Fifty years ago when the pre-production batch of Lightweights was manufactured I was still at school and not taking photographs of military Land Rovers, but around a quarter of a century ago when the Lightweight was at the zenith of its career with both 3 Commando and 5 Airborne Brigades I was able to snap it on many occasions. By now the Series IIA Lightweight batch, most of which could be recognised by their lights set inboard next to the inverted T-shaped radiator mesh grille, had been replaced by the Series III successor . These still had demountable doors, body panels and windscreen even though the more powerful Sea King and Chinook transport helicopters had long replaced the Wessex.
The original pre-production SIIA Lightweight had been categorised as a 1/4 ton (c.250kg) payload vehicle, just like the standard short wheelbase Land Rover of the day, but by the time the Ministry of Defence ordered the first production batch in 1967 they had doubled this to 1/2 ton and this would remain its designation until the last Series III batch entered UK service in 1985. One might be wondering why, when the One Ten entered production in 1983 and the Ninety became available the next year, the Lightweight was still entering service in 1985, but that’s because neither of the new vehicles had yet been evaluated for specialist airborne and amphibious requirements.
The majority of the accompanying photographs of in-service Series III Lightweights show the vehicle in Royal Marines service, but the British Army and Royal Air Force also used the type for various roles. Possibly the most interesting of the illustrations this month is the one with the hard top, which I photographed on the ramp at RAF Lyneham in July 1990 when covering 5 Airborne Brigade vehicles being loaded on Medium Stressed Platforms into RAF C-130 Hercules transport aircraft.
The Lightweight, which had a narrower body than its conventional 88in wheelbase sibling, was only ever manufactured in soft top configuration but a conversion kit was produced for utilising a standard hard top quite early in service. As the Lightweight body was roughly four inches narrower than a standard vehicle, it was not simply a case of dropping a standard hard top onto the body sides. However, this conversion not only gave a more secure vehicle but also made it easier to insulate for cold climate deployments.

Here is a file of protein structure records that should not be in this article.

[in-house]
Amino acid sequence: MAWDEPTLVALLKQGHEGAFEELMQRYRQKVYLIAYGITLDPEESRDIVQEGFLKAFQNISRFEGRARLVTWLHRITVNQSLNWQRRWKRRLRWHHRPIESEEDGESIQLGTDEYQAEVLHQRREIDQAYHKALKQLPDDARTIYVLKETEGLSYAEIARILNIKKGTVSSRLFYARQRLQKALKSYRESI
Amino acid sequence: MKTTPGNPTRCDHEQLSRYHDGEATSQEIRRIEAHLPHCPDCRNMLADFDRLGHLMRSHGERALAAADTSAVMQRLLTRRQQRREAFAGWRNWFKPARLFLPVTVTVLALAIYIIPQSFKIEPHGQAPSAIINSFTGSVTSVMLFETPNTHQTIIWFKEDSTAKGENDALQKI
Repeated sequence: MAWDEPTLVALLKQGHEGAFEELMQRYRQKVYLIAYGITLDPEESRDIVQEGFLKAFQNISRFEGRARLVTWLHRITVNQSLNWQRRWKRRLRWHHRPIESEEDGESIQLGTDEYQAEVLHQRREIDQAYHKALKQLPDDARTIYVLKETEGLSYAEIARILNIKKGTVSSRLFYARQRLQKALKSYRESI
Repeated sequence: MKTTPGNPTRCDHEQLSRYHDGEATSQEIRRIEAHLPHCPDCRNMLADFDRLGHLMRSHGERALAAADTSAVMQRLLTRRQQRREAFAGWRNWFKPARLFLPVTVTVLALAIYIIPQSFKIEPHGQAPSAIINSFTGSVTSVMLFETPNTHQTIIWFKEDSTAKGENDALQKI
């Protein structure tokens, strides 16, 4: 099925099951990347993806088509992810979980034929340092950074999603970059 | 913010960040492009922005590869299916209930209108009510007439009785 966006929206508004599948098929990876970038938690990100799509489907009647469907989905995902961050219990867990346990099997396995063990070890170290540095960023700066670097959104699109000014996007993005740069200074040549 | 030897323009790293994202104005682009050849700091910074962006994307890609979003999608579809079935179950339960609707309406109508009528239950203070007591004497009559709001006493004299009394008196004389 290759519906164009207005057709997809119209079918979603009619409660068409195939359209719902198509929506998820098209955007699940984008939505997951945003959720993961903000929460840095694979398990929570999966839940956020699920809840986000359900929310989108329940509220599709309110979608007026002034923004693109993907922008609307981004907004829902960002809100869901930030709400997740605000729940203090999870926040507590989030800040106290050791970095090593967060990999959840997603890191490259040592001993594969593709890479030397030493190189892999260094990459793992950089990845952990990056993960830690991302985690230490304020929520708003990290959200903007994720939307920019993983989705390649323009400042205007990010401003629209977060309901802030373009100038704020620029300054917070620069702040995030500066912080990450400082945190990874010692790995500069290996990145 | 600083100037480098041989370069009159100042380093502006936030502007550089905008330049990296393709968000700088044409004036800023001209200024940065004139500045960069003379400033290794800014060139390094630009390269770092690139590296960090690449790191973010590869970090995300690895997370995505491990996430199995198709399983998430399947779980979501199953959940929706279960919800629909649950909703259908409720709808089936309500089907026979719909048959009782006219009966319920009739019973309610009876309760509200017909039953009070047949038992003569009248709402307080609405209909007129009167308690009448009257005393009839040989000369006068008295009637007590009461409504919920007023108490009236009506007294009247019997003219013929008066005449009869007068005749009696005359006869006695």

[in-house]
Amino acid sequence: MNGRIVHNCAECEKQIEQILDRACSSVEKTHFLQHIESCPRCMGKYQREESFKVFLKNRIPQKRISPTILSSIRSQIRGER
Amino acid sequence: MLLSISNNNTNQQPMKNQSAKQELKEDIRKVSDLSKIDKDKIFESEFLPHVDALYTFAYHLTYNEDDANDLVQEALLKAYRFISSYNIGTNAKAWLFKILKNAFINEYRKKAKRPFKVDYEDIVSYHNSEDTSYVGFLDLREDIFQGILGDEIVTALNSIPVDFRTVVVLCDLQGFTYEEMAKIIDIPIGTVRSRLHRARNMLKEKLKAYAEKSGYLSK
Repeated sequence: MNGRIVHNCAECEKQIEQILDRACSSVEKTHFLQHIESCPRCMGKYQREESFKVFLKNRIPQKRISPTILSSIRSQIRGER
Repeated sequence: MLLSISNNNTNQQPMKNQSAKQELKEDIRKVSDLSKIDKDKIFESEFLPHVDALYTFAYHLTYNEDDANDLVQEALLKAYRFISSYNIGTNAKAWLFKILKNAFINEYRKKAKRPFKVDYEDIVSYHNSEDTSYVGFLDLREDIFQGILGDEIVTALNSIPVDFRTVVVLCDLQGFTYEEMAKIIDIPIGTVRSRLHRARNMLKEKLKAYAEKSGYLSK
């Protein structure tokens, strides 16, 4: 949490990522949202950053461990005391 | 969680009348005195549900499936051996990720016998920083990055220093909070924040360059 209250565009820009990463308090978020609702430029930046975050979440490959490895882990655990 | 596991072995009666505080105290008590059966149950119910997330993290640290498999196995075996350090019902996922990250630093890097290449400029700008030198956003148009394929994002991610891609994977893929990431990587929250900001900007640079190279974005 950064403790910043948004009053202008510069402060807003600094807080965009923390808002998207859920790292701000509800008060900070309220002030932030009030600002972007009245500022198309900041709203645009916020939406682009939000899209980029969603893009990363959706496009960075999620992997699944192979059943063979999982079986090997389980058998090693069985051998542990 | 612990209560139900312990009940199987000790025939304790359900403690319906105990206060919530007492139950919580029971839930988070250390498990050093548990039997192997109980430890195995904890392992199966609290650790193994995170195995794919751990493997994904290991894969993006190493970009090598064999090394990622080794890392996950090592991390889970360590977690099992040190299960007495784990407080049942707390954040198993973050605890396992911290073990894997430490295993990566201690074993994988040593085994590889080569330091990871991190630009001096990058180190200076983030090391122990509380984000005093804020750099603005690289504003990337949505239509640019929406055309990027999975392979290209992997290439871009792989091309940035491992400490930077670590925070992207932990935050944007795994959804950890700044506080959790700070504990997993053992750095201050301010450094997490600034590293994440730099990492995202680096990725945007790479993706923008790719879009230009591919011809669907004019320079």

On the British Army side it was mostly the Airborne units which favoured the Lightweight, not least because they could lob four of them, in pairs on the same MSP, out of a single Hercules transport aircraft, but other units did use them and it was not unusual to spot REME Light Aid Detachments using them as fast response workhorses. The REME vehicle, identifiable by the amber beacon, with the yellow panel on its door was supporting the Royal Yeomanry on exercise in Germany in the autumn of 1991.
The Royal Marines appreciated the Lightweight as not only could one of these Land Rovers with a trailer attached be transported in their smallest amphibious craft, the Landing Craft Vehicle & Personnel, several could be transported in the larger Land Craft Utility. This nimble and capable light utility vehicle could also be underslung from their Commando Sea King helicopters. In due course the Ninety and later Defender 90 models would replace the Lightweight, only to themselves be replaced by the Defender XD or Wolf in due course.
Several foreign armies procured the Series III Lightweight in the 1970s, most notably the Netherlands and Denmark. The Danish vehicles were similar in specification to their British equivalents, but the Dutch ones had diesel engines.